But that brings us to the key arguments, which proponents of crypto make. Crypto and Blockchain eliminates the need for a trusted 3rd party. So there is no need for external regulation in a trustless future.
That is however an incorrect assessment.
While Blockchain does eliminate the need for a trusted 3rd party to enforce transactions, it does not do anything on its own to prevent fraud.
Lets come to the original issue of why a regulator would have a problem with an exchange trading securities without having the necessary authorizations. And no it has nothing to do with them trying to be the man.
In a securities market, assets are traded every minute every second. Investors make a buy and sell decision based upon whether or not they think the market value of the asset reflects its true inherent value or not. In order for them to make that judgement call they need to have all the latest information they need in real time and everyone should have the same information at the same time.
If company directors were allowed to dump shares because they knew that the company has lost a major contract and withheld that information from the market, then that is an injustice to other investors. It is also called insider trading and is appropriately deemed a crime.
One of the oldest scams in the securities markets is called painting the tape. A buyer and seller who are in cahoots with each other will buy and small a small amount of stock with each other repeatedly at an increasing price. The rest of the market would be none the wiser that it is not a real price but an artificially inflated one. At the peak, the scammers would offload the bulk of their holdings and exit the market at the expense of others who would have bought it thinking the price is going up based on some fundamentals.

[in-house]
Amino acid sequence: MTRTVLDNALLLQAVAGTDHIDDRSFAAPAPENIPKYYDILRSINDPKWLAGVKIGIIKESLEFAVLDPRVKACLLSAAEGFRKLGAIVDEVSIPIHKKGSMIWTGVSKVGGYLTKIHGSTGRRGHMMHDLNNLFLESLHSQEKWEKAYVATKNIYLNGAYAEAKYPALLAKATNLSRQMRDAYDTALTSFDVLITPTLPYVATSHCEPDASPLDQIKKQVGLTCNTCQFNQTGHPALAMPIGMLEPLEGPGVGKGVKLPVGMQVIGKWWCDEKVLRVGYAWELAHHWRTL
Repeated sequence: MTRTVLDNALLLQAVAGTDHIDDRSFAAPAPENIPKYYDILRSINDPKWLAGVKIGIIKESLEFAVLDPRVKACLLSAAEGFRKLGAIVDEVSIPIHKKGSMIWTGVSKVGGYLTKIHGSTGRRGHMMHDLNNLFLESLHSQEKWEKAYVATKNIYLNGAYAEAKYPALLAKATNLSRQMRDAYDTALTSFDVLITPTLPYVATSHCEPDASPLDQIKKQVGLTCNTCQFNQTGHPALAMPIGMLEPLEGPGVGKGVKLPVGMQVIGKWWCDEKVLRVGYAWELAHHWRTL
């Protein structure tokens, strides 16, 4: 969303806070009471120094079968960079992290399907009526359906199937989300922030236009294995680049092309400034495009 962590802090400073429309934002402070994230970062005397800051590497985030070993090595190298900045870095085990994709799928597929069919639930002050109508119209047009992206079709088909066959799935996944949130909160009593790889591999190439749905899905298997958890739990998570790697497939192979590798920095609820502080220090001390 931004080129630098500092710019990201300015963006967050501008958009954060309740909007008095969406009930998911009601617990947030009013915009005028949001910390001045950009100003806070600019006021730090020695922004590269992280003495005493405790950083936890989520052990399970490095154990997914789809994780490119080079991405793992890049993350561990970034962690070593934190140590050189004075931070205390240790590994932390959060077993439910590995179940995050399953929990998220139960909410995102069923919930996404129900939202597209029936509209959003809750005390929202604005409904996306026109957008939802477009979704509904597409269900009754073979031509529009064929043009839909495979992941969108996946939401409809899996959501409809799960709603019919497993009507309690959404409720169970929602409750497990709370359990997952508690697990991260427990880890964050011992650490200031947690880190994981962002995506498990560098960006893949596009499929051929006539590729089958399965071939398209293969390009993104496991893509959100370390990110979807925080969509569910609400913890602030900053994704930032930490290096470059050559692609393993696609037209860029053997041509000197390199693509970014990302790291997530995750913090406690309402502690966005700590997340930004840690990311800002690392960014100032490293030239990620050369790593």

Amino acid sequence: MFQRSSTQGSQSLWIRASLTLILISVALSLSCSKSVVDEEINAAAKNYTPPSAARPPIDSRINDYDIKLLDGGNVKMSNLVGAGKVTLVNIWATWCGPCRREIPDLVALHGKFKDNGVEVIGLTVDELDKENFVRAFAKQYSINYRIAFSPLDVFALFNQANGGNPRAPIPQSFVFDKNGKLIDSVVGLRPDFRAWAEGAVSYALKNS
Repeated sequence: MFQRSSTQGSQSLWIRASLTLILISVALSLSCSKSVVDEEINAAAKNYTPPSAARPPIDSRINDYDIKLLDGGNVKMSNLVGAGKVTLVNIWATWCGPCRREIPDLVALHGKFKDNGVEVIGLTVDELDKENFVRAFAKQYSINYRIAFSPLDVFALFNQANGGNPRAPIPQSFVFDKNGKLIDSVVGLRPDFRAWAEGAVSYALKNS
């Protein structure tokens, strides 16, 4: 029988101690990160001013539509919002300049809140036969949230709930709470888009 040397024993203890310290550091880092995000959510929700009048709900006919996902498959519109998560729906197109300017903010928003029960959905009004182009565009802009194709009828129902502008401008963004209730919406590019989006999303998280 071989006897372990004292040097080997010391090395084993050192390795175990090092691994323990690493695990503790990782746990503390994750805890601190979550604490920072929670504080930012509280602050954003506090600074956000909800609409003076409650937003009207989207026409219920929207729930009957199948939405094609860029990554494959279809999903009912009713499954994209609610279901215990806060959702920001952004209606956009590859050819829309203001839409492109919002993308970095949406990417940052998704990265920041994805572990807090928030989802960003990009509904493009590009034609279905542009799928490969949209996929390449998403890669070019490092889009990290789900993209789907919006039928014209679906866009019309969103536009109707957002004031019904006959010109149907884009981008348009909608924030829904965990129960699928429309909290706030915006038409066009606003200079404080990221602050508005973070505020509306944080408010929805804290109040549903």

Securities trading opens up a myriad of opportunities for fraud. And it is the responsibility of the market operator to put in the right procedures to prevent them. A securities market license comes with the requisite obligations to ensure that investors are provided the latest information in real time, insider trading is prevented, paint the tape scams are nipped in the bud and so on.
A well regulated market that has all these checks and balances would actually protect investors. And it is high time that these requirements are applied to all exchanges whether or not they claim to trade securities.
Some day in the future someone will develop systems/frameworks that handle all these protections as an integral part of the platforms functionality. But in the meantime token exchanges are toast. Most of the tokens they trade are clearly securities and most of these exchanges neither have the necessary market making licenses nor do they have the appropriate procedures to protect investors.